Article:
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Business School Deans’ Predictions For Business Education In 2016

What do top dogs of business education expect this year?

By  Seb Murray

Wed Jan 13 2016

What do the top dogs of business education expect in 2016? In an annual BusinessBecause article, we ask deans of world’s top-ranked business schools to predict the trends of the year ahead.

Will digital replace campus learning? Is the traditional MBA model under threat?

The pressure on schools to attract a shrinking pool of MBA candidates, who are questioning the cost and value of the degree, is forcing structural change. Meanwhile, the rush to online learning is set to accelerate.

Personalized Learning

Andrea Masini, the newly-appointed dean of the HEC Paris MBA, anticipates a growing divide between two types of business schools.

“What we observe is a clear distinction between business schools that target a large number of customers and an elite school like ours that provides a premium service,” he says: personalized training rather than “simple top-down education, which is standardized”.

“Customization and proximity [between faculty and] the participants are fundamental,” Andrea says, adding that HEC Paris caps the size of its MBA cohort.

“We believe the market for top programs will be made of more of these types of programs.”  

Downsizing With Digital

“In 2016, I think we will continue to see the launch and growth of one-year degree programs in all their forms,” says Alison Davis-Blake, dean of the Ross School of Business at University of Michigan.

“And we will continue to see every single player using technology expensively and intensively in some way,” she adds. A plethora of top schools, from Stanford GSB to INSEAD, have invested heavily in online learning environments.


Alison says the digital drive will accelerate not just with degree programs — which are “quite expensive to launch and maintain” — but campus courses, too.

“I think we’ll see more changes [made] by bringing technology into the classrooms that we have, rather than new online degrees.”

Growing Globalization

Professor Yuan Ding, dean of CEIBS in Shanghai, says that schools in China will have to adapt to the country’s ongoing economic restructuring.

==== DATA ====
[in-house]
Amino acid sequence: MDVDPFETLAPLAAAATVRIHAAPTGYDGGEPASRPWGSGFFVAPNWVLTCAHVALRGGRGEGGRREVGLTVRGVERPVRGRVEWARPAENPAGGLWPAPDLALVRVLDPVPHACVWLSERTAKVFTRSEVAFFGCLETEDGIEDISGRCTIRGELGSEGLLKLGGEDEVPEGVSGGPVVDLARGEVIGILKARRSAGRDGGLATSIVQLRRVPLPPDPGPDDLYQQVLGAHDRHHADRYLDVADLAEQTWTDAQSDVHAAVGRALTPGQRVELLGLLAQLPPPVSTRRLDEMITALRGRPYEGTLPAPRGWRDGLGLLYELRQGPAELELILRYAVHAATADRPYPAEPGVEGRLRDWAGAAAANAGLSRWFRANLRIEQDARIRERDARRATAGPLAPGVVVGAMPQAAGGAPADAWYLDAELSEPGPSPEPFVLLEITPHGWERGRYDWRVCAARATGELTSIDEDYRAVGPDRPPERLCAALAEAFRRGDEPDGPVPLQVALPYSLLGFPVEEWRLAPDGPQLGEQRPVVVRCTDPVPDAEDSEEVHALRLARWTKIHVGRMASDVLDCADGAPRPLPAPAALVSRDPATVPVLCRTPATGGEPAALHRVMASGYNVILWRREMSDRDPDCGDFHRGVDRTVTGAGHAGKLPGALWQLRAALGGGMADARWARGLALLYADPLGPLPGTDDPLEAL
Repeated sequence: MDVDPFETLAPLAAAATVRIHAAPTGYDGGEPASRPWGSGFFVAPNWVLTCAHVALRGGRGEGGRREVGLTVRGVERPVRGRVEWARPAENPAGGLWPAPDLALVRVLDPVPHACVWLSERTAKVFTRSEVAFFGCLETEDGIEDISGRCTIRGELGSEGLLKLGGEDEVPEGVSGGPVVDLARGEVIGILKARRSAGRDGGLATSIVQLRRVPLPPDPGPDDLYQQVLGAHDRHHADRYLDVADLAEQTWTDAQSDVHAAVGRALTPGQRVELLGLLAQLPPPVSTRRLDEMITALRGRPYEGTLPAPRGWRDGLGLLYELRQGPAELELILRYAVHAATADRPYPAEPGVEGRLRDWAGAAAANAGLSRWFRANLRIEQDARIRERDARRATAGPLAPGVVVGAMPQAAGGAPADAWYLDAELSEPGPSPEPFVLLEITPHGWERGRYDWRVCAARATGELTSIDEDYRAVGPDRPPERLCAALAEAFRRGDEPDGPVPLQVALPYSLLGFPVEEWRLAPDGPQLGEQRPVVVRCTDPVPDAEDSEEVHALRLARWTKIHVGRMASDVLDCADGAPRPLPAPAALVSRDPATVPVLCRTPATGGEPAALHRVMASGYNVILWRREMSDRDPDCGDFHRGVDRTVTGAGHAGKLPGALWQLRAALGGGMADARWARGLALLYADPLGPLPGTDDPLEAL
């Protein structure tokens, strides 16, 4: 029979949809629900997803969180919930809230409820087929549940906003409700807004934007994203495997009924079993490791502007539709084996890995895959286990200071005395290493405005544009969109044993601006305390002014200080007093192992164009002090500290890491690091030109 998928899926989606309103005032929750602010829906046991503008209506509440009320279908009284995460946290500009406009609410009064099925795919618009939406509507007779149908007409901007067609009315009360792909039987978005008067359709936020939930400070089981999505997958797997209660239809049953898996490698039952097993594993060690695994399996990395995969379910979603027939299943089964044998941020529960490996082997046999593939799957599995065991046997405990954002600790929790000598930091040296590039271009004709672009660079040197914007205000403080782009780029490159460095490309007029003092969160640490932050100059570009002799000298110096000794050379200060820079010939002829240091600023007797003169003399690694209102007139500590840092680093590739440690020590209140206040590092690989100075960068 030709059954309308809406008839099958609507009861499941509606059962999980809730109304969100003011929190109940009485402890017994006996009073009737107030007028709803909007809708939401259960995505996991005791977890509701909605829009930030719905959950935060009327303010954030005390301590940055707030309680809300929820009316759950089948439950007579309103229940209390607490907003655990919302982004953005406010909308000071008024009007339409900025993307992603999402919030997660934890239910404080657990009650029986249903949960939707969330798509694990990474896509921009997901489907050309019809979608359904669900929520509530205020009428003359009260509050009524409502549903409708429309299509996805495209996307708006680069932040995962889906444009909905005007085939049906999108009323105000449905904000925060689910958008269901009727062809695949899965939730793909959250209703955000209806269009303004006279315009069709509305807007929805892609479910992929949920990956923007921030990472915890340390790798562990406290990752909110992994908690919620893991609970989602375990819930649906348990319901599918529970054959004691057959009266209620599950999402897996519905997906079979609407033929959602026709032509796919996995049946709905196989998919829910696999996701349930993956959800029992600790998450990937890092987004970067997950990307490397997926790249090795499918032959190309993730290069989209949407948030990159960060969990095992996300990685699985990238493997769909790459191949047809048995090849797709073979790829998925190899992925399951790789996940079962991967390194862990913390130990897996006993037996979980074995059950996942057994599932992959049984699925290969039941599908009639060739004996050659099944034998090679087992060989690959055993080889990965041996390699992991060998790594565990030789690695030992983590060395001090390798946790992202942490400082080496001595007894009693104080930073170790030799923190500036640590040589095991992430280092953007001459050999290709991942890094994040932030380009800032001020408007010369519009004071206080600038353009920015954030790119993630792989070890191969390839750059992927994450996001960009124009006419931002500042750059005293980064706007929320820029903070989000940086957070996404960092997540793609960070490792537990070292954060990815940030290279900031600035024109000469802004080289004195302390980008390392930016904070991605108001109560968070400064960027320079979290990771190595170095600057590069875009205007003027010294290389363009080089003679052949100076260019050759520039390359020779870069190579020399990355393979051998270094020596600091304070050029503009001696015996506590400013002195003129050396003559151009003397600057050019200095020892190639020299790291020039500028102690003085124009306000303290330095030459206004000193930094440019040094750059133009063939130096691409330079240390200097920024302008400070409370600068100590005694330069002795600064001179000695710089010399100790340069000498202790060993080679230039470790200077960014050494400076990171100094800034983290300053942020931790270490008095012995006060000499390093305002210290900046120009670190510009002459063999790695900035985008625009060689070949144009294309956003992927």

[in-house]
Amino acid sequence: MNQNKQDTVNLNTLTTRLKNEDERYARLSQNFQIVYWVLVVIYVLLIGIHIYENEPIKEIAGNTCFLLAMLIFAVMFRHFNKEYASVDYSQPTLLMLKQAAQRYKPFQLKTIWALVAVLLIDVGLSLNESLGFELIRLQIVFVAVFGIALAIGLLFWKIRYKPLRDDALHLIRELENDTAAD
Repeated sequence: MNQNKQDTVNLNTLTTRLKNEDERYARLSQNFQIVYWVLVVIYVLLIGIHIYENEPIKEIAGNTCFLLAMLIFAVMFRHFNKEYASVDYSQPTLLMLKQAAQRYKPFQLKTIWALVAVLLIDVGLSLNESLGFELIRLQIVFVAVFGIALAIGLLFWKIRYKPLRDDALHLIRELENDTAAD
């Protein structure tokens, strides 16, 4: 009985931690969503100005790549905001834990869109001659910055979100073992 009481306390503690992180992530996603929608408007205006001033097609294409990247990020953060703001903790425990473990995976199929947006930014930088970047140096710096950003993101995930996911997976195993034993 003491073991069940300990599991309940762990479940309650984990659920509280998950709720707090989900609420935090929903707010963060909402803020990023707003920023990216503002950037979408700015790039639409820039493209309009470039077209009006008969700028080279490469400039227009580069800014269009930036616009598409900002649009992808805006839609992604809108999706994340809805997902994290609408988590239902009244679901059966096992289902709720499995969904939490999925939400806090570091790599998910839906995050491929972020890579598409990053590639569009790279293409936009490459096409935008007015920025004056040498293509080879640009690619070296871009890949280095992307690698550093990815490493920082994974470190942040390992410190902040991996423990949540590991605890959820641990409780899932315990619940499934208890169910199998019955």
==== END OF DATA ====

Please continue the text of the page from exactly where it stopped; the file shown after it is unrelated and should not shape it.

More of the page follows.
The composition of CEIBS’ Executive MBA, for instance, has shifted from mostly managers of state-owned enterprises to private firms, who are more demanding.

“They ask for tailor-made and interactive programs, instead of the traditional ‘set menu’ approach where we just provided them with the skills we think they need,” he says.

Another big change for Chinese schools to consider is the growth of direct outbound Chinese investment. Over a decade this has swelled from virtually zero to more than $100 billion a year, Rhodium Group estimates.

“There is a lot more interaction between Chinese businesses and those outside of China,” says Yuan. “We need to tackle this in our curriculum design.” Meanwhile, China faces an aging society, and a rural-urban rebalance.

Outside of China, CEIBS' dean points to “increasing online modules, consulting firms offering their own business management training, and public funds drying up so publicly-funded universities are faced with a new reality: raise funds from the private sector or die”.

But he does not foresee significant changes in 2016; changes will happen over the next five-10 years, he says.

Bricks Vs Clicks

Ivan Bofarull, director of the Global Intelligence Office at ESADE Business School, says business education is transitioning to a hybrid business model.


“‘All-you-can-learn’ digital offerings will coexist with highly-customized, sophisticated, residential course deliveries,” he says.

He suggests that in the near future, schools should start exploring how to set transferability mechanisms between both massive open online courses and degree programs.

“MIT’s MicroMasters or Arizona State University’s Global Freshman Academy, which allow some credit transfer between Moocs and residential degrees, are only the beginning,” he says.